The common denominator in the latter two cases was that the officers very broadly interpreted "criminal justice purposes."
 
· Officer Identification:
We recommend PPB further clarify the Identification General Order or assist PPB command staff reach agreement in its interpretation and enforcement. Failure to provide identification was a secondary allegation in three complaints audited this past quarter, as well as in an appealed case that was reviewed but not included in this report’s other statistics. We identified this as an issue in our 2nd/3rd Quarter 1995 Monitoring Report; we have continued to see this issue come up in complaints. We believe that a number of these complaints are preventable.
PPB General Order 312.50, Identification, states that ". . . All members will identify themselves by name and BPST number upon request. Upon demand, identification will be presented in writing or through the presentation of a Bureau-issued business card."
As straightforward as this instruction seems, it is apparently open to interpretation. Some officers, upon being asked for their name, have allegedly told citizens "it will be on the report." The citizen must then order and pay for a report from PPB’s Records Division; these reports sometimes take weeks to become available. Other officers may tell a citizen "my name is on the ticket." Directing a citizen’s attention to a legibly-written name is one thing; expecting a citizen to decipher a scrawl is quite another. In other instances, officers allegedly pointed to their name tag which reflects only a last name, or they provide a last name only. Even though these officers may consider themselves in compliance with the G.O., a citizen is often left feeling even more aggrieved.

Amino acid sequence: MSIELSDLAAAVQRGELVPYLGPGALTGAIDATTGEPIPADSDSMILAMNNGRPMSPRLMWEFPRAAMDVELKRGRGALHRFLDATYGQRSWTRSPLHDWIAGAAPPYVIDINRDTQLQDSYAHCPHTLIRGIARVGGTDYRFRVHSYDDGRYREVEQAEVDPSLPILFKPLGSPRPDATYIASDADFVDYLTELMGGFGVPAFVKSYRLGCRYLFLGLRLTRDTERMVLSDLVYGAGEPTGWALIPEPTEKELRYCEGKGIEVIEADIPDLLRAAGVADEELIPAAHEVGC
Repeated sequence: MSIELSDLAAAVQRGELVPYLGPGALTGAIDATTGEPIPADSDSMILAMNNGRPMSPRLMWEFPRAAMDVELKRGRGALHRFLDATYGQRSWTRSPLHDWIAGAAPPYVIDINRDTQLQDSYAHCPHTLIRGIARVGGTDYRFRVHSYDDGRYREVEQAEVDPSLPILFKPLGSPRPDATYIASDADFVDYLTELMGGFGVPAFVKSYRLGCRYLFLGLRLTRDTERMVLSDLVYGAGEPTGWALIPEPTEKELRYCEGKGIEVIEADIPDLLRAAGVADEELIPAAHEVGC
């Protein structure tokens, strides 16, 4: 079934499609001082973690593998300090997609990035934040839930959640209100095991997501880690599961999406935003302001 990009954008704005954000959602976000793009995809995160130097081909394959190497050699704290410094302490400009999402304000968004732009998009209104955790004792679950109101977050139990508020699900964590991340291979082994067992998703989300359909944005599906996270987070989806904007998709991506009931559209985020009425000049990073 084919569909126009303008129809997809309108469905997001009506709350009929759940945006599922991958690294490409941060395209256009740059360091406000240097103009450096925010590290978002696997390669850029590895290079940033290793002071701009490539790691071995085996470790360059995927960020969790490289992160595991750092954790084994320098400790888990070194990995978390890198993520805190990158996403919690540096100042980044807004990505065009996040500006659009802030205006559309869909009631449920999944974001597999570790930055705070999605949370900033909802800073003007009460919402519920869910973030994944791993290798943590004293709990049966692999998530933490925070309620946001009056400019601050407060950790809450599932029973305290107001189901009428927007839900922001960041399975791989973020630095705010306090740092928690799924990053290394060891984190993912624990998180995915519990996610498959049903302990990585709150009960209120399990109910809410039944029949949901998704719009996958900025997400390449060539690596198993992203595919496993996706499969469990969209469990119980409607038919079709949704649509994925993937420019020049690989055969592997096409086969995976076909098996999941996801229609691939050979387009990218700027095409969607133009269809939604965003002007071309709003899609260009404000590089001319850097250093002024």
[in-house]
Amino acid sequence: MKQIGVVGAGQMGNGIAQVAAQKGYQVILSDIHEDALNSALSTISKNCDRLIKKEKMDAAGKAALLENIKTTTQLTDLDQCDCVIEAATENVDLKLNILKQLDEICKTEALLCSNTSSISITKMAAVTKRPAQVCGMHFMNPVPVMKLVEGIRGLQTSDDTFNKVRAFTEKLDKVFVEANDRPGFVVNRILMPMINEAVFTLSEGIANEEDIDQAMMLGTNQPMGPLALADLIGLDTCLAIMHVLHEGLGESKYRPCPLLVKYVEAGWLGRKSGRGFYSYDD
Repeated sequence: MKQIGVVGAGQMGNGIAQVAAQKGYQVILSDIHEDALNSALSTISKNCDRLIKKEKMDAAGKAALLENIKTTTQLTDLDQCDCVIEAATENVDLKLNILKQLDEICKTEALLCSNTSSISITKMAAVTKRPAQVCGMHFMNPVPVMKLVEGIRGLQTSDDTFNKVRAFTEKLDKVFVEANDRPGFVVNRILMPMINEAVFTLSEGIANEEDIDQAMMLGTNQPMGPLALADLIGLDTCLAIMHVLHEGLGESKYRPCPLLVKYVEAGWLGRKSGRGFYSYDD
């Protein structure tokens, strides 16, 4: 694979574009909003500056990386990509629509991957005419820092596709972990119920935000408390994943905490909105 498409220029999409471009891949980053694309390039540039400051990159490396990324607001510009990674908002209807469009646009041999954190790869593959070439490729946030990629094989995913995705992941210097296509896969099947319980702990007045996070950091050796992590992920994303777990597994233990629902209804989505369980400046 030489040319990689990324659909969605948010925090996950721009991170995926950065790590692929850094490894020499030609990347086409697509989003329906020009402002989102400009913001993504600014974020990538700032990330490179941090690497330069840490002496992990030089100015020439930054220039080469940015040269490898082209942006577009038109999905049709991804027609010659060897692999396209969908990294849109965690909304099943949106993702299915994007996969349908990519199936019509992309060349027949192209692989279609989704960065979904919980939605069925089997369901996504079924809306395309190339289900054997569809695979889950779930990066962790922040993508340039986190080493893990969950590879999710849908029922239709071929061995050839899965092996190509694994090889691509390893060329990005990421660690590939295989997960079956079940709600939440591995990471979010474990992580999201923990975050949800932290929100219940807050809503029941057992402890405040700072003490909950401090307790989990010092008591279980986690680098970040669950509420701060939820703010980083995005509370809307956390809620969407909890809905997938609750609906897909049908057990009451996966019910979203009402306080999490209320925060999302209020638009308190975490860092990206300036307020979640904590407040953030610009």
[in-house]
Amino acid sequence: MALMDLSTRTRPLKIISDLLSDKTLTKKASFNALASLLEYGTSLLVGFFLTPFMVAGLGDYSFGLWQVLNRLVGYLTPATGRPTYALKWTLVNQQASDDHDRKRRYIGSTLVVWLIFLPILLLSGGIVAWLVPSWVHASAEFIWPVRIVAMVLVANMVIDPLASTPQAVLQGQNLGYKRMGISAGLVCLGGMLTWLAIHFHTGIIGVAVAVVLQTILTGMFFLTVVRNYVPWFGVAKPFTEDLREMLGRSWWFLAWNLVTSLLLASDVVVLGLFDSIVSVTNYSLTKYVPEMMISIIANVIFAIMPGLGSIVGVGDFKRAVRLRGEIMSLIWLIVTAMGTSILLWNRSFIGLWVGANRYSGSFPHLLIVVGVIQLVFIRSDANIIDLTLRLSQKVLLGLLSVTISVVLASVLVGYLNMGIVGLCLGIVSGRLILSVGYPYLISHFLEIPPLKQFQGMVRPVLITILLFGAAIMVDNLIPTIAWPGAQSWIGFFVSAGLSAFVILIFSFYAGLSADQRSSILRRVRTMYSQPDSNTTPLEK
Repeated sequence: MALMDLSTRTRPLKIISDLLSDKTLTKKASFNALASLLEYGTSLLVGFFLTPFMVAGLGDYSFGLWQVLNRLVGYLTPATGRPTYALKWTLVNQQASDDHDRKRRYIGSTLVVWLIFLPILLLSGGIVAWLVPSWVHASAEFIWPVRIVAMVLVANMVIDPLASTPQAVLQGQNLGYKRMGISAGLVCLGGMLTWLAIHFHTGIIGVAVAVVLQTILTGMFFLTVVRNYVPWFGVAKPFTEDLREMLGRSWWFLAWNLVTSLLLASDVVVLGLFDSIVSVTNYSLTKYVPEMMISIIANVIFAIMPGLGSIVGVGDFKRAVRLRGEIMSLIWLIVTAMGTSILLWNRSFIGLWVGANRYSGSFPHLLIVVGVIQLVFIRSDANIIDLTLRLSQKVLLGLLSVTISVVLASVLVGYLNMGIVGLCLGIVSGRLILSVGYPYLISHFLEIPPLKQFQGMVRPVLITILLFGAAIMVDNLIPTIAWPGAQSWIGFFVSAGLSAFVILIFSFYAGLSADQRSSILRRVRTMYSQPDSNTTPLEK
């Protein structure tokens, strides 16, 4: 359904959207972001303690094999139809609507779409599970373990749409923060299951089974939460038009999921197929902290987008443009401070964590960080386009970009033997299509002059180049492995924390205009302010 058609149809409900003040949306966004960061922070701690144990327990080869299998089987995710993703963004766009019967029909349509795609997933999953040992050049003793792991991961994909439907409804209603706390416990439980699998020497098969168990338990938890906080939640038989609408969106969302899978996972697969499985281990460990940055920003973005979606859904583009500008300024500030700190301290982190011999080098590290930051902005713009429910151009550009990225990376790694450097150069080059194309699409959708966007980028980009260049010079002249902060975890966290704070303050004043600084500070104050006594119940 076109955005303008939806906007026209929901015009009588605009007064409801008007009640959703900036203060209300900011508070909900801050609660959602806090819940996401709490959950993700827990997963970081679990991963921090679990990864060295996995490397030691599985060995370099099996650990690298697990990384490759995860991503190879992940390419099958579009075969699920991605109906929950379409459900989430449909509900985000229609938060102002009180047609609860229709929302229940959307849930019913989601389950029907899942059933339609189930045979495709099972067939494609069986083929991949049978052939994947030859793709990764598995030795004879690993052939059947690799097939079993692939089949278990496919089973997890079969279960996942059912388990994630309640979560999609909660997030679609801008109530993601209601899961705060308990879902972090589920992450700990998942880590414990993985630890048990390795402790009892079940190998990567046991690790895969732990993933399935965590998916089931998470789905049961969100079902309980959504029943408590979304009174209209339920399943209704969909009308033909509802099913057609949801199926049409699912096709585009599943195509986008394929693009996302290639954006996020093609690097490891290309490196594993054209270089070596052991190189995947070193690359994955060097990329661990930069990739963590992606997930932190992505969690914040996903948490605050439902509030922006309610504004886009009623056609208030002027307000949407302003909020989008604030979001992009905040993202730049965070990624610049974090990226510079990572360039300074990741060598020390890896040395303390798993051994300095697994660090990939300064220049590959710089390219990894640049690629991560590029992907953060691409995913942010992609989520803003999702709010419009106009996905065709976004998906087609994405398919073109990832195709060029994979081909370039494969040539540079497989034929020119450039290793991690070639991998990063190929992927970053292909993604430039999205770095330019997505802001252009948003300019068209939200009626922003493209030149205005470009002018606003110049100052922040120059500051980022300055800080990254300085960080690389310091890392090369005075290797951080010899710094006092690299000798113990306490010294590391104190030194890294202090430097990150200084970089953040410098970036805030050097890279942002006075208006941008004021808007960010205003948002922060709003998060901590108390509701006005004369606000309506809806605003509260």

We have also seen a fair number of complaints the past few years, alleging that officers refused to provide a badge number. Portland police officers do not have badge numbers, but they do have numbers issued by the Bureau of Police Standards and Training (BPST). Does the G.O.’s wording require a citizen to specify they want a BPST number before it is forthcoming? Apparently some officers would rather provide tedious explanations -- to already irate citizens -- about how they don’t have badge numbers.
In one case we audited this past quarter, a precinct commander sustained a complaint against an officer for not providing his BPST number when asked for a badge number. In a memo explaining the finding, the commander writes: "Officer [ ] admits that he did not identify himself as required, apparently playing a word game by stating that his badge did not have a number. Every officer knows that the civilian parlance for ‘badge number’ refers to their BPST number, and knows that they are required to give their name and BPST number upon request." This was a secondary issue in a different case sent to PIIAC on appeal. That officer, in his interview, said that he attempted to explain to an already irate citizen that he has no badge number. He did not provide his BPST number. That precinct commander rendered a finding of "unfounded," which means that the allegation has no merit.
Such widely varying interpretations of a General Order create an unfair disparity. One officer is found in violation and subsequently disciplined; another officer does the identical thing and is excused.
II Timeliness
Time taken from receipt of complaint to when the case was closed out ranged from one month to nineteen months, with an average of nearly eight months. The average has increased over previous quarters, although it may be artificially high this quarter given that approximately 57% of cases audited were sustained, an unusually high percentage.
Complaints that are sustained typically take longer because they often require more intensive investigations, and must go through a chain of command during the review process which certainly adds to the timelines. We should also point out that this average is probably higher than the average length of time taken for all complaint investigations, as we routinely audit only the more serious cases.